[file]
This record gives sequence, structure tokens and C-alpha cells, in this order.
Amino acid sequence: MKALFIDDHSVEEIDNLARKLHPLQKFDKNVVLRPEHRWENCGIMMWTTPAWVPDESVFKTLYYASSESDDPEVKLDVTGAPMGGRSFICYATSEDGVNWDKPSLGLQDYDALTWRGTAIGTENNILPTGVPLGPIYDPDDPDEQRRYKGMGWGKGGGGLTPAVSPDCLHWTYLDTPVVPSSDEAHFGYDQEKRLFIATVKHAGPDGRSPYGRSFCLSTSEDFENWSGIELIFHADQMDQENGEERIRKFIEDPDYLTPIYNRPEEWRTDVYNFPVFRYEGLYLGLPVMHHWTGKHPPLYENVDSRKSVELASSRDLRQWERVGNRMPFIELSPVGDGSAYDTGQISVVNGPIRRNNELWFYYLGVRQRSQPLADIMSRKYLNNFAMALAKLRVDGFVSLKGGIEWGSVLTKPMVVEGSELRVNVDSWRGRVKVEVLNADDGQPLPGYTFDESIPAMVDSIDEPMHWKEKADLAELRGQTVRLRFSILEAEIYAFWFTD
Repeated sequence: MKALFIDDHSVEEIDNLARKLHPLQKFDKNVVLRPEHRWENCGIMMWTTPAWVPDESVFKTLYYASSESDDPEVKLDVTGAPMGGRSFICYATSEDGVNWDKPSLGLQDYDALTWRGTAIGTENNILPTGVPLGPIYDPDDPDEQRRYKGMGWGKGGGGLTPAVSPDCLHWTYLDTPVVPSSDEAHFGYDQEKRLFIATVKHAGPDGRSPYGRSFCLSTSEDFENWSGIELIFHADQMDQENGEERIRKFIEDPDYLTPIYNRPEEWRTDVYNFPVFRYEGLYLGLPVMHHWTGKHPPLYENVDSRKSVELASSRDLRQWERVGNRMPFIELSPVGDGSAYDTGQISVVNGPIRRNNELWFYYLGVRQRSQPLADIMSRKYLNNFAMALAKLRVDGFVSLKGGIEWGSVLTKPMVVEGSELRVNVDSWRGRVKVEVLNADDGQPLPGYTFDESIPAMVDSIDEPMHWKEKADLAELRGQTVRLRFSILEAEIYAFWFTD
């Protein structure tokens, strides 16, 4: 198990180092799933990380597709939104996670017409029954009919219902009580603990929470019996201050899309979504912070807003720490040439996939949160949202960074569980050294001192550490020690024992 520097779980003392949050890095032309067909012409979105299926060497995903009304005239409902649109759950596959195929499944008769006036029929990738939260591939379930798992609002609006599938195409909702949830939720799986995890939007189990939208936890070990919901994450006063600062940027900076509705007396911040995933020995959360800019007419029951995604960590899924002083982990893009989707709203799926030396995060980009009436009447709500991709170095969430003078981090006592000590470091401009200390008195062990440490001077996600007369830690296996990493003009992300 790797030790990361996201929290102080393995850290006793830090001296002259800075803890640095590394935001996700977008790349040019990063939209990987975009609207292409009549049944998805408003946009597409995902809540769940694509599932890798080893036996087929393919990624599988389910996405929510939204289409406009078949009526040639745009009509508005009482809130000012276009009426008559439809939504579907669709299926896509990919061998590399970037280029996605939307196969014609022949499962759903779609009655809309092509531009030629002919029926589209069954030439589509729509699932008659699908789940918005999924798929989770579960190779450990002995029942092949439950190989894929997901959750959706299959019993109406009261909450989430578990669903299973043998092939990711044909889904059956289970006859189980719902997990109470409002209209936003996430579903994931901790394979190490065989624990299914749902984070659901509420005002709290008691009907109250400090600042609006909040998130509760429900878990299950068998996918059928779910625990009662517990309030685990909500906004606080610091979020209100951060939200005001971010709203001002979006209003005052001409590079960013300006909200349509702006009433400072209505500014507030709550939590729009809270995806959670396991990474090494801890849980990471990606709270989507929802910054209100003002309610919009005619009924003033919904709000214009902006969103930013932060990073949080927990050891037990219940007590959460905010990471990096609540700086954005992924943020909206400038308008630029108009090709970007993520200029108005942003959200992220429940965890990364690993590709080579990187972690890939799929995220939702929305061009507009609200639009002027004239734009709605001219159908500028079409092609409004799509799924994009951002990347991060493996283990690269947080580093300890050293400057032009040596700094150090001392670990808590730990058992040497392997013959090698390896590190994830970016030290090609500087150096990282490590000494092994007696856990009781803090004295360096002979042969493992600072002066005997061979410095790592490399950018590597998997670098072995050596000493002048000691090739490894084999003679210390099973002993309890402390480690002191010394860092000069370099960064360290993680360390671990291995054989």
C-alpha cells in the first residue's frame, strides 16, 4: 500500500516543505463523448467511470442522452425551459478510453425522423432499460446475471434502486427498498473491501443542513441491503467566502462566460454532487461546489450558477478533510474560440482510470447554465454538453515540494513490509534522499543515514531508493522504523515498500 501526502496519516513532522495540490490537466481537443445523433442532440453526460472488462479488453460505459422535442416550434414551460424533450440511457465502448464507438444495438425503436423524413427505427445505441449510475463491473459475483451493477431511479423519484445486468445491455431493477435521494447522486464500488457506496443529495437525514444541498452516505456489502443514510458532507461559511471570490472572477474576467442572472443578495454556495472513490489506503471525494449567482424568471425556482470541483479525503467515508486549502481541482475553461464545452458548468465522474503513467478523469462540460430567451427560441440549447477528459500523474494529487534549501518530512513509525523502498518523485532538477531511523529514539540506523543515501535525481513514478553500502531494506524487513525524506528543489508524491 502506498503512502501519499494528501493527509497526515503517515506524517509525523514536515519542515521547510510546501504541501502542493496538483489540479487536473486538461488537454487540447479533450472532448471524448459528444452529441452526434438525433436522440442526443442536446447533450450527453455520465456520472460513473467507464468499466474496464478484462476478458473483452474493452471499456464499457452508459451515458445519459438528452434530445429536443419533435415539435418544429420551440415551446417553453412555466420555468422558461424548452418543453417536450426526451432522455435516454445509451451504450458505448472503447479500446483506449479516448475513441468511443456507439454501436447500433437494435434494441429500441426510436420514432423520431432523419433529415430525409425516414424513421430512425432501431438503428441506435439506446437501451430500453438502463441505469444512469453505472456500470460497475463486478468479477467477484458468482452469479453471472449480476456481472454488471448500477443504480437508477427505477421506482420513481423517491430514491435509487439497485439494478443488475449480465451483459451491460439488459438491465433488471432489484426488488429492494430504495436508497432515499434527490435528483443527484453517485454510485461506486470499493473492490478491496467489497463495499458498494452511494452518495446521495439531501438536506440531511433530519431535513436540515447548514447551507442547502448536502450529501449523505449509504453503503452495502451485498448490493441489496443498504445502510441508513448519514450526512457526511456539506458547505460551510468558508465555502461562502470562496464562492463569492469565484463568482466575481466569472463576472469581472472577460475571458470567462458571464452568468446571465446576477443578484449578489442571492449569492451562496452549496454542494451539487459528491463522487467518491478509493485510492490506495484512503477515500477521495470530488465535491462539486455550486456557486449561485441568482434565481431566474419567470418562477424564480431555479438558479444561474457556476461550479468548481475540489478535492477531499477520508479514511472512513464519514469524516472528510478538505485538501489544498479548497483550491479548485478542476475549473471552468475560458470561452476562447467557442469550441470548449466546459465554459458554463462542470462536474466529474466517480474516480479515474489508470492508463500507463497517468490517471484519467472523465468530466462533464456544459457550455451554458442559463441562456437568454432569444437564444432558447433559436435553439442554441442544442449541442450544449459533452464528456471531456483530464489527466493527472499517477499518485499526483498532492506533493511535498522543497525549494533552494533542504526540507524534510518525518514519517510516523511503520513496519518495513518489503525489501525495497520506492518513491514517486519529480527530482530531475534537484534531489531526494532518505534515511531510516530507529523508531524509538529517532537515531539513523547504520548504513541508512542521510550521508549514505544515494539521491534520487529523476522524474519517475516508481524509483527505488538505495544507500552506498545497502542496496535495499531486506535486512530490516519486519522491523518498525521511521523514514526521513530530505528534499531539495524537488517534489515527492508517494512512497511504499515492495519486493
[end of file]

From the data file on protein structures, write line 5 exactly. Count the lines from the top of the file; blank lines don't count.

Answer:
C-alpha cells in the first residue's frame, strides 16, 4: 500500500516543505463523448467511470442522452425551459478510453425522423432499460446475471434502486427498498473491501443542513441491503467566502462566460454532487461546489450558477478533510474560440482510470447554465454538453515540494513490509534522499543515514531508493522504523515498500 501526502496519516513532522495540490490537466481537443445523433442532440453526460472488462479488453460505459422535442416550434414551460424533450440511457465502448464507438444495438425503436423524413427505427445505441449510475463491473459475483451493477431511479423519484445486468445491455431493477435521494447522486464500488457506496443529495437525514444541498452516505456489502443514510458532507461559511471570490472572477474576467442572472443578495454556495472513490489506503471525494449567482424568471425556482470541483479525503467515508486549502481541482475553461464545452458548468465522474503513467478523469462540460430567451427560441440549447477528459500523474494529487534549501518530512513509525523502498518523485532538477531511523529514539540506523543515501535525481513514478553500502531494506524487513525524506528543489508524491 502506498503512502501519499494528501493527509497526515503517515506524517509525523514536515519542515521547510510546501504541501502542493496538483489540479487536473486538461488537454487540447479533450472532448471524448459528444452529441452526434438525433436522440442526443442536446447533450450527453455520465456520472460513473467507464468499466474496464478484462476478458473483452474493452471499456464499457452508459451515458445519459438528452434530445429536443419533435415539435418544429420551440415551446417553453412555466420555468422558461424548452418543453417536450426526451432522455435516454445509451451504450458505448472503447479500446483506449479516448475513441468511443456507439454501436447500433437494435434494441429500441426510436420514432423520431432523419433529415430525409425516414424513421430512425432501431438503428441506435439506446437501451430500453438502463441505469444512469453505472456500470460497475463486478468479477467477484458468482452469479453471472449480476456481472454488471448500477443504480437508477427505477421506482420513481423517491430514491435509487439497485439494478443488475449480465451483459451491460439488459438491465433488471432489484426488488429492494430504495436508497432515499434527490435528483443527484453517485454510485461506486470499493473492490478491496467489497463495499458498494452511494452518495446521495439531501438536506440531511433530519431535513436540515447548514447551507442547502448536502450529501449523505449509504453503503452495502451485498448490493441489496443498504445502510441508513448519514450526512457526511456539506458547505460551510468558508465555502461562502470562496464562492463569492469565484463568482466575481466569472463576472469581472472577460475571458470567462458571464452568468446571465446576477443578484449578489442571492449569492451562496452549496454542494451539487459528491463522487467518491478509493485510492490506495484512503477515500477521495470530488465535491462539486455550486456557486449561485441568482434565481431566474419567470418562477424564480431555479438558479444561474457556476461550479468548481475540489478535492477531499477520508479514511472512513464519514469524516472528510478538505485538501489544498479548497483550491479548485478542476475549473471552468475560458470561452476562447467557442469550441470548449466546459465554459458554463462542470462536474466529474466517480474516480479515474489508470492508463500507463497517468490517471484519467472523465468530466462533464456544459457550455451554458442559463441562456437568454432569444437564444432558447433559436435553439442554441442544442449541442450544449459533452464528456471531456483530464489527466493527472499517477499518485499526483498532492506533493511535498522543497525549494533552494533542504526540507524534510518525518514519517510516523511503520513496519518495513518489503525489501525495497520506492518513491514517486519529480527530482530531475534537484534531489531526494532518505534515511531510516530507529523508531524509538529517532537515531539513523547504520548504513541508512542521510550521508549514505544515494539521491534520487529523476522524474519517475516508481524509483527505488538505495544507500552506498545497502542496496535495499531486506535486512530490516519486519522491523518498525521511521523514514526521513530530505528534499531539495524537488517534489515527492508517494512512497511504499515492495519486493